Interesting facts from the Small Cell Rulemaking. A signal at 3.5GHz would have 29% reduced range compared to BRS/EBS (2.5GHz), 45% compared to PCS (1.9GHz) and 75% compared to the Cellular (850MHz) bands.
Half of this band is currently used for receive frequencies for earth/satellite stations in 37 cites and adjacent radar systems exist from 3650-3700MHz.
There will be large exclusion zones due to incumbent use of the spectrum. West Coast, East Coast, Gulf Coast, Hawaii, and Guam. Approximately 190 million people or 60% of the US population would not have access to small cell technology in the 3.5GHz band. From the map below, the only Top 10 markets that could use this frequency band would be Chicago and Detroit with Detroit being a question mark due to issues with Canada.
|FCC 12-148A1 - Figure 2|
FCC Small Cell Definition
Small cells are low-powered wireless base stations intended to cover small indoor or outdoor areas ranging in size from homes and offices to stadiums, shopping malls, and metropolitan outdoor spaces. Small cells are typically used to extend wireless coverage to areas where macro cell signals are weak or to provide additional data capacity in areas where existing macro cells are overloaded. Small cells are also characterized by their inclusion of novel sensing technologies such as environmental recognition and auto-configuration. (Paragraph 30, FCC 12-148A1)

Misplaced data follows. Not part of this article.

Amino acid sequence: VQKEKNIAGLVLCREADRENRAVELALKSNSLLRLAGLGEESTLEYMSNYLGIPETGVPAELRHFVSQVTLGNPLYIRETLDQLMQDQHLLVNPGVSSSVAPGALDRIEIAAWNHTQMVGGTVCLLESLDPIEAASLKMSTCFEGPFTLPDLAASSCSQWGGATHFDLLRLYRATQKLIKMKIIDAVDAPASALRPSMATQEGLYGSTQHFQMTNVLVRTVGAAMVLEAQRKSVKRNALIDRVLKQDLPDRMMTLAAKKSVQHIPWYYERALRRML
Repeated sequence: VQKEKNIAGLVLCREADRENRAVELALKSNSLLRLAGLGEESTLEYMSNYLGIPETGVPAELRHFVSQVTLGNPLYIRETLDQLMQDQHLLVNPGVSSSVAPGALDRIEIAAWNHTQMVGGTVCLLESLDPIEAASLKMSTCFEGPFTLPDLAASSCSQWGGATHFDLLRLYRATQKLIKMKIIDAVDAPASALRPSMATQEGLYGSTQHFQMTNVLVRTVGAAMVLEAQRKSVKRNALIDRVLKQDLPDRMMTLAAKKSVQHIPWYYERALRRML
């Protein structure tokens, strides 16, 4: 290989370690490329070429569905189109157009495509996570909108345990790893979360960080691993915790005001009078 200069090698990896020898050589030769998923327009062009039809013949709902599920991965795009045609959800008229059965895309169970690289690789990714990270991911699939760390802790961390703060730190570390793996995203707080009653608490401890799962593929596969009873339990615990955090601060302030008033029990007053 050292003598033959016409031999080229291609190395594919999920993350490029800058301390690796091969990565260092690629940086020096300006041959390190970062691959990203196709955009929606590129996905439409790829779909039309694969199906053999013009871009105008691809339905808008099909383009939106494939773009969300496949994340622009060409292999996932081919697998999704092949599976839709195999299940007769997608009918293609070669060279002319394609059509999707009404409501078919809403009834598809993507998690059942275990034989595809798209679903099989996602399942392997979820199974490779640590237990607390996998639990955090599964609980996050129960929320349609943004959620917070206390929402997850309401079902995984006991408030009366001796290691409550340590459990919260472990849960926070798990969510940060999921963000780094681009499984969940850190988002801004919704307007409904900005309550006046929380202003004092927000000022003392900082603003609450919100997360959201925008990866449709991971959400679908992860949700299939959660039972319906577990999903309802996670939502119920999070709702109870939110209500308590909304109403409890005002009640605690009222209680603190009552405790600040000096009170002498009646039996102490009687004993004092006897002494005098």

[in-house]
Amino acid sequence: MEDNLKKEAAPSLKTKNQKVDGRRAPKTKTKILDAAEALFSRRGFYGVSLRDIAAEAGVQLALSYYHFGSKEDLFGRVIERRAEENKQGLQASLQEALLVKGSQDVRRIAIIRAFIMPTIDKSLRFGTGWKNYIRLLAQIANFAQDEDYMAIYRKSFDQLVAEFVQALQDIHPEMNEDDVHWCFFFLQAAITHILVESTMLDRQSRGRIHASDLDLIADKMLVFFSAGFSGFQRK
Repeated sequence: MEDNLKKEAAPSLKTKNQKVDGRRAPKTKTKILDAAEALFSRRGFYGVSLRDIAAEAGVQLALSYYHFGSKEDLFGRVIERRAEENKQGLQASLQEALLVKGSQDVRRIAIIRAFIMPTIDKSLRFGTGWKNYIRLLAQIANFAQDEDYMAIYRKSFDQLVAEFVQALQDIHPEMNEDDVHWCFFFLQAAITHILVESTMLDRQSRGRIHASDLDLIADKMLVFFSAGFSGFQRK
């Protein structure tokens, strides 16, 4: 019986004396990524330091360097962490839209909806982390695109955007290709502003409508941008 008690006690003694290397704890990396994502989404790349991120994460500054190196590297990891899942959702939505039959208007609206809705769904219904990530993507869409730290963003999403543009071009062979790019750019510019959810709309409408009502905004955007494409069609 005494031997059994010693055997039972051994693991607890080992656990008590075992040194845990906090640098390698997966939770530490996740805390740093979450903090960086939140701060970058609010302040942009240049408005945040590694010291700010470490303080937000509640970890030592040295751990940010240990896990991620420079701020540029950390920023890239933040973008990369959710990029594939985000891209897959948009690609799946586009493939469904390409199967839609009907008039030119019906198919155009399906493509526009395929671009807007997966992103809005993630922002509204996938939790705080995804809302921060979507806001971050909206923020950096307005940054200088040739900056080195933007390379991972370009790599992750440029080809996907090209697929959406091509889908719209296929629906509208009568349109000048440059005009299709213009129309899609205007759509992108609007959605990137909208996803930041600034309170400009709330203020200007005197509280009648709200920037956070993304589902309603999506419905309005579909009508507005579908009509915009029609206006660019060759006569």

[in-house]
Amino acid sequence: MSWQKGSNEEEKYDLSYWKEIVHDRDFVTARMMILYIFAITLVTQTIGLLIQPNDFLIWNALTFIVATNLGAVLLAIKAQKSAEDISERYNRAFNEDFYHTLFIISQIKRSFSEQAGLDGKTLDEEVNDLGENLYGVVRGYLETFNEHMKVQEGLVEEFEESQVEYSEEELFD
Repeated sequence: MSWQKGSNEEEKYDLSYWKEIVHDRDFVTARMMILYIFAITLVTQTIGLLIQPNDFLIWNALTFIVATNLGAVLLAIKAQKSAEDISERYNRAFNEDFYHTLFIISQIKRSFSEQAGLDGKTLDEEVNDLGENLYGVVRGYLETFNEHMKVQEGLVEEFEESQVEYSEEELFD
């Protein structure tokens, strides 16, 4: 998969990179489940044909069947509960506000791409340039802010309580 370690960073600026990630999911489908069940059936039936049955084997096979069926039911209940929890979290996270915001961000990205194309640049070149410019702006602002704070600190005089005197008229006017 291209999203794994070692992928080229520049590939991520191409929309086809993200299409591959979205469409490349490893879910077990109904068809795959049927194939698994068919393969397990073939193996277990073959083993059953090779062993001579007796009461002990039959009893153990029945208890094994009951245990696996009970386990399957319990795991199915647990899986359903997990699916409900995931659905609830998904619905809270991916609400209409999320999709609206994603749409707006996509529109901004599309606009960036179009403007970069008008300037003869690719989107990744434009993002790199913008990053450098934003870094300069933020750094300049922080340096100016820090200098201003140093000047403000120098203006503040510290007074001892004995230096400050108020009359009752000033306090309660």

The FCC has proposed a multi-tier licensing framework:
- Incumbent Access - federal and grandfathered Fixed Satellite Service (FSS) providers
- Priority Access - critical services including hospitals, utilities, state, and local governments
- General Authorized Access (GAA) - commercial, opportunistic users as well as business and homeowners. GAA users would be required to register in the SAS.
A Spectrum Access System (SAS) similar to the Television Whitespace Database used to coordinate unlicensed usage of the UHF broadcast TV whitespace. SAS would manage CBS access and ensure that lower tiered users will not harm federal and FSS users.